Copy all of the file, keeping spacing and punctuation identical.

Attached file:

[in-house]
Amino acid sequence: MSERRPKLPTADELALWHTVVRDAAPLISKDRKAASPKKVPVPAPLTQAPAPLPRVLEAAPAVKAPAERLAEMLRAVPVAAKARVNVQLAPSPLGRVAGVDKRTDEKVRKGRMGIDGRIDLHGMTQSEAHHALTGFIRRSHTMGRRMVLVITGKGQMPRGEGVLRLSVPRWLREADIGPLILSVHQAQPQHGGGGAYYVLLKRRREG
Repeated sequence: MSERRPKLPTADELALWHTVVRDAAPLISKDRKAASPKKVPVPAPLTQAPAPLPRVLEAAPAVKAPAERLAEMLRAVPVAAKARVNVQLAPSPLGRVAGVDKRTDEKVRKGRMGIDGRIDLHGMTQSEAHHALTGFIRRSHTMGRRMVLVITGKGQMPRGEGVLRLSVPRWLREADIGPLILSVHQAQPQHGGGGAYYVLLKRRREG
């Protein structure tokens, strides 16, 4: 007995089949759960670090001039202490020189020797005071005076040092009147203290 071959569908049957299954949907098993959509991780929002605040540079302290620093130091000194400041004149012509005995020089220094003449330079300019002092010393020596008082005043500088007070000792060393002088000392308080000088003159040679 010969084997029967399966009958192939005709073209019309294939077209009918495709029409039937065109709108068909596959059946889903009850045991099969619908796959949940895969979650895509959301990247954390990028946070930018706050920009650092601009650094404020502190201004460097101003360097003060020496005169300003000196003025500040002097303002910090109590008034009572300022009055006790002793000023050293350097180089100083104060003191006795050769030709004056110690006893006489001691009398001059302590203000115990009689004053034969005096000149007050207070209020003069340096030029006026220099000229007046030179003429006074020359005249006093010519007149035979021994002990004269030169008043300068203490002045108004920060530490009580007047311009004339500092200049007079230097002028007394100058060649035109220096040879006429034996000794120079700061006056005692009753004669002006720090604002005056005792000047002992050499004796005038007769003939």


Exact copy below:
[in-house]
Amino acid sequence: MSERRPKLPTADELALWHTVVRDAAPLISKDRKAASPKKVPVPAPLTQAPAPLPRVLEAAPAVKAPAERLAEMLRAVPVAAKARVNVQLAPSPLGRVAGVDKRTDEKVRKGRMGIDGRIDLHGMTQSEAHHALTGFIRRSHTMGRRMVLVITGKGQMPRGEGVLRLSVPRWLREADIGPLILSVHQAQPQHGGGGAYYVLLKRRREG
Repeated sequence: MSERRPKLPTADELALWHTVVRDAAPLISKDRKAASPKKVPVPAPLTQAPAPLPRVLEAAPAVKAPAERLAEMLRAVPVAAKARVNVQLAPSPLGRVAGVDKRTDEKVRKGRMGIDGRIDLHGMTQSEAHHALTGFIRRSHTMGRRMVLVITGKGQMPRGEGVLRLSVPRWLREADIGPLILSVHQAQPQHGGGGAYYVLLKRRREG
């Protein structure tokens, strides 16, 4: 007995089949759960670090001039202490020189020797005071005076040092009147203290 071959569908049957299954949907098993959509991780929002605040540079302290620093130091000194400041004149012509005995020089220094003449330079300019002092010393020596008082005043500088007070000792060393002088000392308080000088003159040679 010969084997029967399966009958192939005709073209019309294939077209009918495709029409039937065109709108068909596959059946889903009850045991099969619908796959949940895969979650895509959301990247954390990028946070930018706050920009650092601009650094404020502190201004460097101003360097003060020496005169300003000196003025500040002097303002910090109590008034009572300022009055006790002793000023050293350097180089100083104060003191006795050769030709004056110690006893006489001691009398001059302590203000115990009689004053034969005096000149007050207070209020003069340096030029006026220099000229007046030179003429006074020359005249006093010519007149035979021994002990004269030169008043300068203490002045108004920060530490009580007047311009004339500092200049007079230097002028007394100058060649035109220096040879006429034996000794120079700061006056005692009753004669002006720090604002005056005792000047002992050499004796005038007769003939």